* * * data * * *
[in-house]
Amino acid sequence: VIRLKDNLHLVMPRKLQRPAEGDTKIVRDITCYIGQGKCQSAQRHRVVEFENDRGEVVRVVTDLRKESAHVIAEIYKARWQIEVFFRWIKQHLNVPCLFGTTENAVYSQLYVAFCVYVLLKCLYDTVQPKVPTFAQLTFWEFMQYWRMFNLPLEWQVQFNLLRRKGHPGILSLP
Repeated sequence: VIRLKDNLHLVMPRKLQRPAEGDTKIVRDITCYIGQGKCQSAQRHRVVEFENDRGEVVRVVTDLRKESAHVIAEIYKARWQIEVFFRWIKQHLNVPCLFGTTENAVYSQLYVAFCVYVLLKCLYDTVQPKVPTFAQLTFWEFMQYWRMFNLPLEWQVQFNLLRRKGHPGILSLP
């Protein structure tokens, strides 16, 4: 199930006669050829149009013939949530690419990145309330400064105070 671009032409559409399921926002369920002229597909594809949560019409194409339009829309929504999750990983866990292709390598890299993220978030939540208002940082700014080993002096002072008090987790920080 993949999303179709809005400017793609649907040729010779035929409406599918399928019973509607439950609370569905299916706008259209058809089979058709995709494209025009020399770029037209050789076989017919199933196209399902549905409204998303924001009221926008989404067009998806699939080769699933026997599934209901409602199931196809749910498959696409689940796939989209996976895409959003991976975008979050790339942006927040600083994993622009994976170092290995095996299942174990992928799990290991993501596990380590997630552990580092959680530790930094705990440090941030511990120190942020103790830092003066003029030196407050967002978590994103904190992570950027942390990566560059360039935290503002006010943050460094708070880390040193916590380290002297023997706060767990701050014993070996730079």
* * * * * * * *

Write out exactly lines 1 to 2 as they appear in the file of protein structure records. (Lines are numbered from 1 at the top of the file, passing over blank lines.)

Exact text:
[in-house]
Amino acid sequence: VIRLKDNLHLVMPRKLQRPAEGDTKIVRDITCYIGQGKCQSAQRHRVVEFENDRGEVVRVVTDLRKESAHVIAEIYKARWQIEVFFRWIKQHLNVPCLFGTTENAVYSQLYVAFCVYVLLKCLYDTVQPKVPTFAQLTFWEFMQYWRMFNLPLEWQVQFNLLRRKGHPGILSLP